Canceling Confederate Jews

March 31 2022

Last summer, Princeton University agreed to host an exhibit of works by Jewish-American artists active during the Gilded Age; more recently, the university cancelled the exhibition, citing the inclusion of works by two Confederate soldiers, Theodore Moise and Moses Ezekiel. The curator for the cancelled exhibit, Leonard Milberg, discusses the controversy surrounding the university’s decision.

I have held eleven exhibitions at the Princeton Art Museum and Firestone Library and donated ten collections to the University over the past 40 years without the slightest controversy. Five years ago, the Art Museum held a widely acclaimed show, By Dawn’s Early Light, devoted to the contributions to American culture by American Jewry from 1580 to the Civil War. There were paintings by the very same Theodore Sydney Moise, which included portraits of his aunt Penina Moise—“the Poet Laureate of Charleston, South Carolina”—(whose rare first American Jewish hymn book was also on display) and Henry Clay, borrowed from the Metropolitan Museum of Art in New York City. The accompanying catalog fully disclosed Moise’s Confederate background. The exhibit subsequently moved to the New York Historical Society where it was seen by several thousand people and given favorable reviews by the New York Times. I was not aware of any complaint about Moise’s Confederate past.

The figure Faith, sculpted by Moses Ezekiel, was intended to be displayed for the canceled exhibition this fall. Ezekiel’s monument “Religious Liberty,” which includes the figure “Faith,” has been on view in Philadelphia since 1876 and now stands near the Liberty Bell. We planned to borrow Ezekiel’s marble copy of “Faith” from Johns Hopkins University in Baltimore for the exhibit. . . . Other Ezekiel figures that were to be included at Firestone were of the composer Franz Liszt, Abraham Lincoln, and Rabbi Isaac Mayer Wise, who helped bring Reform Judaism to America.

Several years ago, Firestone held an exhibit of my Irish prose collection, which included a number of letters and works by prominent Irish writer Francis Stuart. Stuart was an extreme Nazi sympathizer, as were his wife Iseult and mother-in-law William Butler Yeats’s beloved Maud Gonne. Stuart spent World War II in Berlin where, at Hitler’s request, he made a number of scurrilous anti-Semitic broadcasts. Tom Paulin and Oliver St. John Gogarty are two other notable anti-Semitic Irish literary figures whose works were part of my Irish collection and have been exhibited at Firestone. [Despite their abhorrent views,] I felt that I should not erase history but learn from it.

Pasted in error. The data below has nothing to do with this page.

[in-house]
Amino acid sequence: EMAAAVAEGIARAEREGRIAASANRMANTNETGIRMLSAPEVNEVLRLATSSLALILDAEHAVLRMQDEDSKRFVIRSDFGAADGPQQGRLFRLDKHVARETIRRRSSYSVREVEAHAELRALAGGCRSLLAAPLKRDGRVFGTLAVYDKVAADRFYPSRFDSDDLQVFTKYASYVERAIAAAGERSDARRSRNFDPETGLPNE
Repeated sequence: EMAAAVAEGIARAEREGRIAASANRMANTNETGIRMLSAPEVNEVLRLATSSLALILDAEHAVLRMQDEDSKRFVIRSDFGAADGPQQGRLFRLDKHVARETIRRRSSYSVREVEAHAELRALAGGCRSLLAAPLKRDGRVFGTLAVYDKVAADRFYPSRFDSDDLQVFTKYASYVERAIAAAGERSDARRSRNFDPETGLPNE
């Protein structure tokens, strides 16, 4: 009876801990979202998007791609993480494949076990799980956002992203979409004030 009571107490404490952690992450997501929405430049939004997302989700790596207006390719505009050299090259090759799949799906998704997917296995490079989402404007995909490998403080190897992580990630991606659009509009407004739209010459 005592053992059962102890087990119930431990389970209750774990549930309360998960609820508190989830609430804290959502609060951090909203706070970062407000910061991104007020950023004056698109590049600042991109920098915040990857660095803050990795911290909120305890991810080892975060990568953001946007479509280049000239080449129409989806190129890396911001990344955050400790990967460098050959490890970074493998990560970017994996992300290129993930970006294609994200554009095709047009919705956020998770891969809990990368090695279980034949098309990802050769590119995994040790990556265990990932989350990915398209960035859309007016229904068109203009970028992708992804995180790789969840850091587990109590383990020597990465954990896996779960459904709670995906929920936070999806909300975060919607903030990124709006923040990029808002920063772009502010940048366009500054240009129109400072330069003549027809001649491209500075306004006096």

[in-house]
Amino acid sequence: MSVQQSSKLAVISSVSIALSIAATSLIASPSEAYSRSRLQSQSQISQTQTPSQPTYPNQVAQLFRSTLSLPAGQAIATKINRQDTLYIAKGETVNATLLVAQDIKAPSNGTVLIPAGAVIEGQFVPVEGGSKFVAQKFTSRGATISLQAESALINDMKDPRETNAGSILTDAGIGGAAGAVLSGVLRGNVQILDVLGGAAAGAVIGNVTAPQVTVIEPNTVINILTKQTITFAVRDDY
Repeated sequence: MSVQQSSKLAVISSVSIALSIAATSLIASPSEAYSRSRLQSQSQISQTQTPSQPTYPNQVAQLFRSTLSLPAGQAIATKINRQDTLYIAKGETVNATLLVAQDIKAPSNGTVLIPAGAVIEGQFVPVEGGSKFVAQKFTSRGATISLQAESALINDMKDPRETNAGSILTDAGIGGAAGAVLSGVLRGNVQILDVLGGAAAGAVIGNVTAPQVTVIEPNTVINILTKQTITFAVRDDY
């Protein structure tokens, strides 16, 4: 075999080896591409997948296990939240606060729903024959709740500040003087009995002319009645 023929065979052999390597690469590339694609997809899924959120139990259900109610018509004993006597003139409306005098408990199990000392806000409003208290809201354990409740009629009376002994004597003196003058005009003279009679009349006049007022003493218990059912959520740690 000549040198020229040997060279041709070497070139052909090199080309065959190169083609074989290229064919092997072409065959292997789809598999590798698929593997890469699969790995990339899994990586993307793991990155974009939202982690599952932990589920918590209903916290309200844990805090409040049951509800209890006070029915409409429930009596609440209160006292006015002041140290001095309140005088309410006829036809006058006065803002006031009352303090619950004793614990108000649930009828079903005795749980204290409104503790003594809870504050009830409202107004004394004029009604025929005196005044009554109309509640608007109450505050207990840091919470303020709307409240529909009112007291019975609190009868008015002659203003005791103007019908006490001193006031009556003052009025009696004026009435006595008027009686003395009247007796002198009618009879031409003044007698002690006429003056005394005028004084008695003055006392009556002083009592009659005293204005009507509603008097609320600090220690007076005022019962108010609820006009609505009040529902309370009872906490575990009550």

Read more at Daily Princetonian

More about: American Civil War, American Jewish History, Art, Cancel culture

Iran’s Four-Decade Strategy to Envelope Israel in Terror

Yesterday, the head of the Shin Bet—Israel’s internal security service—was in Washington meeting with officials from the State Department, CIA, and the White House itself. Among the topics no doubt discussed are rising tensions with Iran and the possibility that the latter, in order to defend its nuclear program, will instruct its network of proxies in Gaza, the West Bank, Lebanon, Syria, and even Iraq and Yemen to attack the Jewish state. Oved Lobel explores the history of this network, which, he argues, predates Iran’s Islamic Revolution—when Shiite radicals in Lebanon coordinated with Ayatollah Ruhollah Khomeini’s movement in Iran:

An inextricably linked Iran-Syria-Palestinian axis has actually been in existence since the early 1970s, with Lebanon the geographical fulcrum of the relationship and Damascus serving as the primary operational headquarters. Lebanon, from the 1980s until 2005, was under the direct military control of Syria, which itself slowly transformed from an ally to a client of Iran’s Islamic Revolutionary Guard Corps (IRGC) following the collapse of the Soviet Union. The nexus among Damascus, Beirut, and the Palestinian territories should therefore always have been viewed as one front, both geographically and operationally. It’s clear that the multifront-war strategy was already in operation during the first intifada years, from 1987 to 1993.

[An] Iranian-organized conference in 1991, the first of many, . . . established the “Damascus 10”—an alliance of ten Palestinian factions that rejected any peace process with Israel. According to the former Hamas spokesperson and senior official Ibrahim Ghosheh, he spoke to then-Hizballah Secretary-General Abbas al-Musawi at the conference and coordinated Hizballah attacks from Lebanon in support of the intifada. Further important meetings between Hamas and the Iranian regime were held in 1999 and 2000, while the IRGC constantly met with its agents in Damascus to encourage coordinated attacks on Israel.

For some reason, Hizballah’s guerilla war against Israel in Lebanon in the 1980s and 1990s was, and often still is, viewed as a separate phenomenon from the first intifada, when they were in fact two fronts in the same battle.

Israel opted for a perilous unconditional withdrawal from Lebanon in May 2000, which Hamas’s Ghosheh asserts was a “direct factor” in precipitating the start of the second intifada later that same year.

Read more at Australia/Israel Review

More about: First intifada, Hizballah, Iran, Palestinian terror, Second Intifada